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The biggest bank in the U.S., JPMorgan Chase, is now reportedly dealing with U.S. crypto exchanges Coinbase and Gemini as customers.
On May 12, the Wall Street Journal (WSJ) reported that this is the first time the bank has served clients from the cryptocurrency industry. It was reported that both exchange accounts were accepted last month and the bank has started processing transactions.
It is noteworthy that the bank is not processing Bitcoin or other crypto transactions on behalf of the exchanges, but it is offering cash-management services and handling dollar transactions for their clients based in the United States.
The report says the bank will process all wire transfers, dollar deposits and withdrawals through the Automated Clearing House network.
WSJ’s sources claim that both exchanges have been asked to go through a stringent screening process, mentioning leading banks’ long-standing unwillingness to relate with businesses related to cryptocurrency.
Last month, Gemini received a new security qualification, a Service Organization Control (SOC) 1 Type 1 certification, after it passed a review by Deloitte. Likewise, Coinbase Custody sealed both an SOC 1 Type 2 and a SOC 2 Type 2 evaluation by Grant Thornton.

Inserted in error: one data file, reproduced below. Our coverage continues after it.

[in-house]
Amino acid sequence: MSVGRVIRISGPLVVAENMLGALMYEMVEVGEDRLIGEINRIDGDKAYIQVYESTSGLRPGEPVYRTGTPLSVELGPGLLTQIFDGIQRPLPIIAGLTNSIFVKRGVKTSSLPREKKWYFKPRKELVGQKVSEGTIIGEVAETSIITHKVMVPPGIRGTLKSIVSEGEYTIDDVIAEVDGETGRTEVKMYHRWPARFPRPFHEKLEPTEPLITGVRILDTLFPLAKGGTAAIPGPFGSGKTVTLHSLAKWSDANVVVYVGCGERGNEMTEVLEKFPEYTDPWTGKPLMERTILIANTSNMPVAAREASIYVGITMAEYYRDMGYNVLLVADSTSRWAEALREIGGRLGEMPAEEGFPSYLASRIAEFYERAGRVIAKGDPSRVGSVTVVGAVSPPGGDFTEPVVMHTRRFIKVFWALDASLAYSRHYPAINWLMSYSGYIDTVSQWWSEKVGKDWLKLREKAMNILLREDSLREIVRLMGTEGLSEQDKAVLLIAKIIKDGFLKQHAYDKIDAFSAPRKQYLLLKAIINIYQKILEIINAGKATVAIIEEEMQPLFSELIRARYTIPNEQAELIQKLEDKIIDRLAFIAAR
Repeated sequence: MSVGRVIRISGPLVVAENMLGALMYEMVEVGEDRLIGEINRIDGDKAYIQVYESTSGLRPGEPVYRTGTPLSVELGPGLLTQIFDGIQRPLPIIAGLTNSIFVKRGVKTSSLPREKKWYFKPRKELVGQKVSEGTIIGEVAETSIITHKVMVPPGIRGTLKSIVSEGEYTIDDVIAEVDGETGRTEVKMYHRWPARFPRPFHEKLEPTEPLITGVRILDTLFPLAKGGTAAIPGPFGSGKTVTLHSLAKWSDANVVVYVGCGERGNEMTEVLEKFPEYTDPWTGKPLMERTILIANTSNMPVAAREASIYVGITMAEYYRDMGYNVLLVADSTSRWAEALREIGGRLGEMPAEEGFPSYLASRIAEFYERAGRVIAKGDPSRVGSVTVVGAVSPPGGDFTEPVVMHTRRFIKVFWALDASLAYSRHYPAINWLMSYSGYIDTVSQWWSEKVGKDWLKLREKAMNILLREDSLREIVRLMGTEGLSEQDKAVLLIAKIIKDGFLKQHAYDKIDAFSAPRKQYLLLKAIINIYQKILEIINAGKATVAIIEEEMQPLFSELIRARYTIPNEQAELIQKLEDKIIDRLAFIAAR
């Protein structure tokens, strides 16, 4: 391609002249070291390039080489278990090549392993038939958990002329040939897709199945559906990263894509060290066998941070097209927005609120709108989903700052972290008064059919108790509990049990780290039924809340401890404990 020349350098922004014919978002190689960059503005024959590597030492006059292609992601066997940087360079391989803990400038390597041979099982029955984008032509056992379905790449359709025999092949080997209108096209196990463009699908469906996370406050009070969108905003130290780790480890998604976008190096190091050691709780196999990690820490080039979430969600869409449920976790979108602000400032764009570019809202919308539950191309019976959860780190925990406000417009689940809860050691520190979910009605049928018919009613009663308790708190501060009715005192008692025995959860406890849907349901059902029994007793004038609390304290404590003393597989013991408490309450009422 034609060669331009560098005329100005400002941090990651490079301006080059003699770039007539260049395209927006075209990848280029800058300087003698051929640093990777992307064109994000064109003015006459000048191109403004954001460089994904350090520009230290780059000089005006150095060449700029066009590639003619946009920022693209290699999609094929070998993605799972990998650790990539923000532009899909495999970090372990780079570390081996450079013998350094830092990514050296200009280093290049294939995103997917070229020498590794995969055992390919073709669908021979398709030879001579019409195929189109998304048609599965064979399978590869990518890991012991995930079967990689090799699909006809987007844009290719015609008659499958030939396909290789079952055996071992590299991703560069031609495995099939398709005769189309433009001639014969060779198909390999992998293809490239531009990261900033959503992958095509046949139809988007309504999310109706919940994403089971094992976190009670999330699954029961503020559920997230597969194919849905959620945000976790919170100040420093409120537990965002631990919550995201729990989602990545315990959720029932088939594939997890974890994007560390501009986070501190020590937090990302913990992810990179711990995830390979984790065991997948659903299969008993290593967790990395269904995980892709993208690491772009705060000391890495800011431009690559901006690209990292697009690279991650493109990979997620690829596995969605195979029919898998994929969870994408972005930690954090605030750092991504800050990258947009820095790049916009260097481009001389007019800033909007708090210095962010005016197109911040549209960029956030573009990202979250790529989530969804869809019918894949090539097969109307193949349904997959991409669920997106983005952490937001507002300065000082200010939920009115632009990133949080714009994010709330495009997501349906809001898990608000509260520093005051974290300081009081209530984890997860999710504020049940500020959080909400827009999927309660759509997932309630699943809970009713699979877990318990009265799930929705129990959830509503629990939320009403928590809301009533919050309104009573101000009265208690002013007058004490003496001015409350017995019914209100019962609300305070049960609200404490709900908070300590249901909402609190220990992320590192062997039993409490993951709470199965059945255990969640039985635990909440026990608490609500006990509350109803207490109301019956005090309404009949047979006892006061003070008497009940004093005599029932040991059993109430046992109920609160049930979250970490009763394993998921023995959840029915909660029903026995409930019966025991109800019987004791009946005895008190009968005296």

Both exchanges meet regulatory requirements as Coinbase is registered as a money services business with the Financial Crimes Enforcement Network while Gemini received a trust charter from New York’s Department of Financial Services. They have likewise met the requirements for operation under NYDFS’ exacting BitLicense framework and are licensed money transmitters in multiple states.
Jamie Dimon of JPMorgan has been criticizing the cryptocurrency space in recent years, saying Bitcoin is “worse than tulip bulbs,” and he predicted that speculation on the leading cryptocurrency won’t end well.
JPMorgan Chase has been positive regarding the potential of blockchain and announced in February last year that it is planning to issue its own settlement-focused digital currency known as JPM Coin.